US Coast Guard Song
The History of the US Coast Guard Song
Oftentimes we look at history to inspire our futures. That’s exactly what Captain Francis Saltus Van Boskerck did when he wrote the lyrics that would eventually become the official US Coast Guard Song. The US Coast Guard is a military branch that is often overlooked. The brave men and women that make up the coast guard are as tough as they come.
“Semper Paratus” (Latin for “Always Ready”) is the official motto of the Coast Guard, and Captain Van Boskerck decided he wanted to write a song about the many times in history the Coast Guard exemplified that motto.
The lyrics of Captain Van Boskerck’s original “Semper Paratus,” written in 1922, focused on the Coast Guard’s history prior to World War II. The song makes specific references to missions the Coast Guard completed and to the cutters (the Coast Guard’s commissioned ships that are vital for the transportation of troops and supplies) that they used to complete those missions. While some of the references are clear, others are a bit more ambiguous.
Clear references to many different cutter boats, and the missions they were used for, are seen in the second and third verses of “Semper Paratus.” The first line of the second verse says, “Surveyor and Narcissus,” referencing a conflict between the US Coast Guard’s Cutter Surveyor and a British ship called Narcissus. The third line of the second verse makes reference to “the Hudson and the Tampa,” two revered cutters in the Coast Guard. The Hudson was a boat used during the Spanish-American War that heroically towed another damaged cutter to safety under heavy enemy fire during a blockade in Havana. The Cutter Tampa was used during World War I. It was known as one of the most prepared cutters in the Coast Guard. Sadly, the Tampa was torpedoed by the German Navy, and everyone on board went down with the ship. The sinking of the Tampa was the greatest casualty to occur in a single moment up to this point in Coast Guard history.
One of the more ambiguous references is also in the second verse. It says “From Barrow’s shores to Paraguay.” The missions at Barrow’s Point and Paraguay were both land-based missions, and many have wondered why the United States Coast Guard was involved. Regardless, in 1897, a fleet of whaling ships were stuck in an ice field. The cutters stationed at Barrow’s Point were unable to help, so instead, the crew from Cutter Bear, a commissioned US Coast Guard ship, organized an overland relief expedition. They traveled 1,500 miles over three months in crazy Alaskan weather to bring relief to those on the trapped whaling ships.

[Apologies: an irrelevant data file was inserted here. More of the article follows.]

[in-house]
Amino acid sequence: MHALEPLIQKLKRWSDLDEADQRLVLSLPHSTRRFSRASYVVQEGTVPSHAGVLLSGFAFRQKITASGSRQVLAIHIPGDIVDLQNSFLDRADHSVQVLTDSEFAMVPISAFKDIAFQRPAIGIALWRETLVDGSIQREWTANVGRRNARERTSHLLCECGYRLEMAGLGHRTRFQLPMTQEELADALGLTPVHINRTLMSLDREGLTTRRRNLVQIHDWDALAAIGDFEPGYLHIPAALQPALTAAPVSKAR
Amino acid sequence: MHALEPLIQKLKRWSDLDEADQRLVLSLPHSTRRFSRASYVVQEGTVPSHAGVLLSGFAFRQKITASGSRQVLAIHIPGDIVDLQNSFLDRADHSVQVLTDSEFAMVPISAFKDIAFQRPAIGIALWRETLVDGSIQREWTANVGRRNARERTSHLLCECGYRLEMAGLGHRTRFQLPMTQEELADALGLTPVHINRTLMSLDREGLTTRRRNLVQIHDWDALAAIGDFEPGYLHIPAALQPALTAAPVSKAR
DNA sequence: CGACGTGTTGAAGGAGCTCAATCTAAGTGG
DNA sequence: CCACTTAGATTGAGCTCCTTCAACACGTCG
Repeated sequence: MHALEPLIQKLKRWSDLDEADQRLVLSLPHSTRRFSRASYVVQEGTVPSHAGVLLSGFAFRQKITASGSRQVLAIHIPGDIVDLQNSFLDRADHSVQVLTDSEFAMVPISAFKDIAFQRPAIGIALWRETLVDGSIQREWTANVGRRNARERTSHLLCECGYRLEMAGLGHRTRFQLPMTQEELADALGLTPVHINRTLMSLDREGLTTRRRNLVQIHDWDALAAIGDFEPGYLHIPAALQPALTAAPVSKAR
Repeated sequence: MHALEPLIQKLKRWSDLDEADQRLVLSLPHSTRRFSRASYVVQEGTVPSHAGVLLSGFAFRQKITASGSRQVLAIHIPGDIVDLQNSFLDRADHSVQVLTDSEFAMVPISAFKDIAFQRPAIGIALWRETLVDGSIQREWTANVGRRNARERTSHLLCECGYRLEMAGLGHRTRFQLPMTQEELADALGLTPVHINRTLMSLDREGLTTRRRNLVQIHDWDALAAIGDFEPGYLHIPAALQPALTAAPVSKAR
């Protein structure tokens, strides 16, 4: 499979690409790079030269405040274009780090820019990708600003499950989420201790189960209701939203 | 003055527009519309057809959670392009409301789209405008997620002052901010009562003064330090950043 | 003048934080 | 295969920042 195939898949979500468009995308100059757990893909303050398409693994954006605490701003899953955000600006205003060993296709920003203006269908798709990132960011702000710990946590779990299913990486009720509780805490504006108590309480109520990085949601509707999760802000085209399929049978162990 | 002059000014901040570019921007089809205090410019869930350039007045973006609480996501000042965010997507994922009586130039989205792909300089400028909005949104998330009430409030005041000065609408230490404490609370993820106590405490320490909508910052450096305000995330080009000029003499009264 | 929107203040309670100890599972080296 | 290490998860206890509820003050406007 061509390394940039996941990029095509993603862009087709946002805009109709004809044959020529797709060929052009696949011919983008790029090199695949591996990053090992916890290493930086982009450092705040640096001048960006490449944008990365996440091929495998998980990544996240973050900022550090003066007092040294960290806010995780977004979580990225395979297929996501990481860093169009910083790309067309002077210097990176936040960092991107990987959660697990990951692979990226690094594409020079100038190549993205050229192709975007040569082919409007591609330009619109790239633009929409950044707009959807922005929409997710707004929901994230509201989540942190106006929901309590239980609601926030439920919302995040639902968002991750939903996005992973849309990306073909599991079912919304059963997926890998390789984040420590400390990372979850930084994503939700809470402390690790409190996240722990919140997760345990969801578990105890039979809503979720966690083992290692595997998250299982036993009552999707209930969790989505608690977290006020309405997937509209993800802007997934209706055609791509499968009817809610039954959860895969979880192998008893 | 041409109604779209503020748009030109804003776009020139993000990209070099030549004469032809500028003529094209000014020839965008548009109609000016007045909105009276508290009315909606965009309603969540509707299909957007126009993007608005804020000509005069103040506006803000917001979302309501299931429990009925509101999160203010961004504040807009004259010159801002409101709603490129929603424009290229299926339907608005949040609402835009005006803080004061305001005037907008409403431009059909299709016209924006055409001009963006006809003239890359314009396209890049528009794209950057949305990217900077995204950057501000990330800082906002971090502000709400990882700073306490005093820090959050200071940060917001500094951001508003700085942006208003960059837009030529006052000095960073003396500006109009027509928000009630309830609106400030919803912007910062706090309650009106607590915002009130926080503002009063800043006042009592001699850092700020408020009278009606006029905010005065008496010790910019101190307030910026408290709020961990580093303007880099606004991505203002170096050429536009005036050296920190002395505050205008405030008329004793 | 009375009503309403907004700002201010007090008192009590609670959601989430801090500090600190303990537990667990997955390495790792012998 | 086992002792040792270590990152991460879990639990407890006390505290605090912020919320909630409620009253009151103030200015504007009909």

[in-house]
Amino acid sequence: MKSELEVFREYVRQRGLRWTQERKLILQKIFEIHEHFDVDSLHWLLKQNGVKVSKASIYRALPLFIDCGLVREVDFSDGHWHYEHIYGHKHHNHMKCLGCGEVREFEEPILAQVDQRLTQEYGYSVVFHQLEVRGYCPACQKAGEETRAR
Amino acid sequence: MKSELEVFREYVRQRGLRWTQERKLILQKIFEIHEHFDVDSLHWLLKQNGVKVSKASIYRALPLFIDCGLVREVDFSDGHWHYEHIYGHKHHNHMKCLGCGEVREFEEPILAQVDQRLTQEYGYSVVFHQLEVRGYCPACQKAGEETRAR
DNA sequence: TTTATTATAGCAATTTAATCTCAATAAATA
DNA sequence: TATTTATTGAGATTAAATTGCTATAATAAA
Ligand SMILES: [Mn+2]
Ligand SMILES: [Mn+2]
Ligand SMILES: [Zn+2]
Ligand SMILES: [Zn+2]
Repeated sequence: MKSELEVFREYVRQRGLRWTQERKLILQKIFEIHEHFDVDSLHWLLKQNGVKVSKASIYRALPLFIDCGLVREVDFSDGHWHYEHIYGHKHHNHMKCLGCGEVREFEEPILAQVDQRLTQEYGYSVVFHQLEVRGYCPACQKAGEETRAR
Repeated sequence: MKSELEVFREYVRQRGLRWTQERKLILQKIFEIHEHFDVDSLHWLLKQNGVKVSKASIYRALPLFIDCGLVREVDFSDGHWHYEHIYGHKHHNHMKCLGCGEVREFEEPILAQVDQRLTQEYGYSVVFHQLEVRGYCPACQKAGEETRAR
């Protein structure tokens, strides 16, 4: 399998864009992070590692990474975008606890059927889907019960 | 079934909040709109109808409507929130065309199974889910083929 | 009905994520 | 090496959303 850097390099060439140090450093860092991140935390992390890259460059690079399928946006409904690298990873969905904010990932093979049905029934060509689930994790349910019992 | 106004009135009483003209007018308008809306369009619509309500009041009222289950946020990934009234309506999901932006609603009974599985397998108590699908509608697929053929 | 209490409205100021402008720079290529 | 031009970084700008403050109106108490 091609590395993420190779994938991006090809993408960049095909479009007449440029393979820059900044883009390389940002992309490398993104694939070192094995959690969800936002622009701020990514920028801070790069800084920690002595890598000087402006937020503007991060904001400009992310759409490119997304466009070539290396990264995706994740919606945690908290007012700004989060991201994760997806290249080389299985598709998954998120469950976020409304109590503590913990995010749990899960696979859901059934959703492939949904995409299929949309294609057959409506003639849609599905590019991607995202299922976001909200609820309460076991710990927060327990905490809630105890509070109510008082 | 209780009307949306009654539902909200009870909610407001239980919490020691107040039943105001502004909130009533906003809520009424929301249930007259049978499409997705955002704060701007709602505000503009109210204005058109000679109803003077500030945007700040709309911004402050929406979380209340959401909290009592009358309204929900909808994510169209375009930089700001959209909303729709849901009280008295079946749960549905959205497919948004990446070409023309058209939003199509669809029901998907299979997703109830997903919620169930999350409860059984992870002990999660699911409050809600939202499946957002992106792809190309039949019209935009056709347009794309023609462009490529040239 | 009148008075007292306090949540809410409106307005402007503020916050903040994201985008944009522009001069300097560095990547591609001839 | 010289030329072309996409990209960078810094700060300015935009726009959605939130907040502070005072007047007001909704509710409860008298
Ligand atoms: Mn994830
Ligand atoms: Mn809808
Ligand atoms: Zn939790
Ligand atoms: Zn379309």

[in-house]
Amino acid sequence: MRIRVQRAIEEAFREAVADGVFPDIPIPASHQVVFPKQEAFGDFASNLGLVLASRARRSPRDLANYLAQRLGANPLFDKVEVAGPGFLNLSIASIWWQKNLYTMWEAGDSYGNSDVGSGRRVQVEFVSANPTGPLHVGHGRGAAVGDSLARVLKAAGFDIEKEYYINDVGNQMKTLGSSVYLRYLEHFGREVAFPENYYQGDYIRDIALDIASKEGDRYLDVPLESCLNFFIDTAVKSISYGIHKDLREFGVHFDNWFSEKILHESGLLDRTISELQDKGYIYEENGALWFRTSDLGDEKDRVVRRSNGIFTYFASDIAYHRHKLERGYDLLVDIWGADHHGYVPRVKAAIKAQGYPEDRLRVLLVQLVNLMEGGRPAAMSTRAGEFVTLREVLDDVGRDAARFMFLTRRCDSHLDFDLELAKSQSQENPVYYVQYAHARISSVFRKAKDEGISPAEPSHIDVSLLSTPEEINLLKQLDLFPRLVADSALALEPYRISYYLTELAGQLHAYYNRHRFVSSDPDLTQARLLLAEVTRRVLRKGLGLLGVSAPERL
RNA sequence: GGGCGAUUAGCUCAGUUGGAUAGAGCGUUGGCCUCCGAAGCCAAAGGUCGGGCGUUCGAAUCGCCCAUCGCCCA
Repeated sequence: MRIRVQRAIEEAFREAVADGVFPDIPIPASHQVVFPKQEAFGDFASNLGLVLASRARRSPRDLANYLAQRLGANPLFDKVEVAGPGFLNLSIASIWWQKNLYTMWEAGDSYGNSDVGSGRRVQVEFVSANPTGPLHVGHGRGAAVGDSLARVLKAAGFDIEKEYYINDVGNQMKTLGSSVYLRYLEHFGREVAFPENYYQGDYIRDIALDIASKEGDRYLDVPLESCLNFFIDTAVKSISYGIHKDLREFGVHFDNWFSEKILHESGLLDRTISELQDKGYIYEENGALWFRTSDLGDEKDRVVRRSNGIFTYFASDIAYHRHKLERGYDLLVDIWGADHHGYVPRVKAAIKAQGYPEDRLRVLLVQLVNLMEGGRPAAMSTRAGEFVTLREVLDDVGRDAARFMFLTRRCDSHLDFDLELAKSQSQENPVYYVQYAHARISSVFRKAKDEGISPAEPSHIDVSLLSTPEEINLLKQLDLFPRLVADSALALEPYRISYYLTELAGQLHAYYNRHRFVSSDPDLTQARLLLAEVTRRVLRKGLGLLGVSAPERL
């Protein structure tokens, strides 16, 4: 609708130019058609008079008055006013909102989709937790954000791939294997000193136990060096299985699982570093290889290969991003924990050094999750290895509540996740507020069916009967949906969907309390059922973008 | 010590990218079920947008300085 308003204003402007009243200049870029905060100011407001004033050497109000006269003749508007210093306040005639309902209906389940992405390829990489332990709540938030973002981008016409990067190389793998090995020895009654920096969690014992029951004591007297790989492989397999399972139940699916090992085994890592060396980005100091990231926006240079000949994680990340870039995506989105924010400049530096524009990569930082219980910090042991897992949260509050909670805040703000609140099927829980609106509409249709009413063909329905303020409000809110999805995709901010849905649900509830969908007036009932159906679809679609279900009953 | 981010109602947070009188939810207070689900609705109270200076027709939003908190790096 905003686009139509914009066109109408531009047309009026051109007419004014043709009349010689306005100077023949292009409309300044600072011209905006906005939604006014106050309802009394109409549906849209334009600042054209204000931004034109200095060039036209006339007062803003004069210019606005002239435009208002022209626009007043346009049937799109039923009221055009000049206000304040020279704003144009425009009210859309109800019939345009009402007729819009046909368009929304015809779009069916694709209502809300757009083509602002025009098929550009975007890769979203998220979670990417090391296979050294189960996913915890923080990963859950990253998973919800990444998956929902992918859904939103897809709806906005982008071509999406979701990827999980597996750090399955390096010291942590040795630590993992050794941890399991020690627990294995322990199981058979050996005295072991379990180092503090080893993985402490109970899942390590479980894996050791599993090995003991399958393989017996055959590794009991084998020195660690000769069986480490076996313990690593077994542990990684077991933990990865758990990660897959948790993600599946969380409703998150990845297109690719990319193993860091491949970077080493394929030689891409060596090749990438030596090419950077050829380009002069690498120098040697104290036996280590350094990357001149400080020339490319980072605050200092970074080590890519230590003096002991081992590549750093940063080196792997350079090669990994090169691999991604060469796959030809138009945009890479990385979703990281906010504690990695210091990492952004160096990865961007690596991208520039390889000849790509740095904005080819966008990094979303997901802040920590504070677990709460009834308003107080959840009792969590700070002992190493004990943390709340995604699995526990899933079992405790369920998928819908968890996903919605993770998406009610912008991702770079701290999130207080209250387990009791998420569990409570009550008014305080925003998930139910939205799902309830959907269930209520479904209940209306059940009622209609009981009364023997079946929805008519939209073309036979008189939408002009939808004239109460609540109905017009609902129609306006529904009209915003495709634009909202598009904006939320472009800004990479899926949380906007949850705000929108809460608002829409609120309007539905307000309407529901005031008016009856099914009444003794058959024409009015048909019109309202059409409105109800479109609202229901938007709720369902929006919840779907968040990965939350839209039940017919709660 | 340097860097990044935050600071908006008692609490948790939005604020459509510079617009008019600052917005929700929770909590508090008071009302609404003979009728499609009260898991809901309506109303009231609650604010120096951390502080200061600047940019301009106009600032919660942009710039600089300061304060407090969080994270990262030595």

The second land-based mission took place in 1858, ten years after the Mexican War ended. The US Navy was sent to Paraguay to help settle a dispute between the two nations. Troops on board Cutter Harriet Lane were sent to assist in 1859, and as it was the only shallow-draft steamer, it traveled 1,000 miles up the Parana River to Asuncion, Paraguay, to help with the resolution. Reference to the Coast Guard’s immense help in both of these land missions was added to the song to exemplify that they are indeed always ready, whether their help is needed on land or sea.
Becoming the Official US Coast Guard Song
While stationed in Savannah, Georgia, in 1922, Captain Van Boskerck wrote the lyrics, and five years later, in 1927, while in Unalaska, Alaska, Captain Van Boskerck wrote a melody for his song with the help of two Public Health Service dentists named Alf E. Nannestad and Joseph O. Fournier. That same year, the Coast Guard went looking for an official song, and Captain Van Boskerck submitted his. It was selected and dedicated as the anthem of the US Coast Guard in 1928.
In 1943, the chorus lyrics in “Semper Paratus” were altered by Homer Smith and Walton Butterfield, two soldiers in the 3rd Navel District Coast Guard. The first lines of the chorus were changed yet again in 1969, and the song has remained that way since then. It’s not clear why the lyrics were changed since they retained the meaning of the original song written in 1927.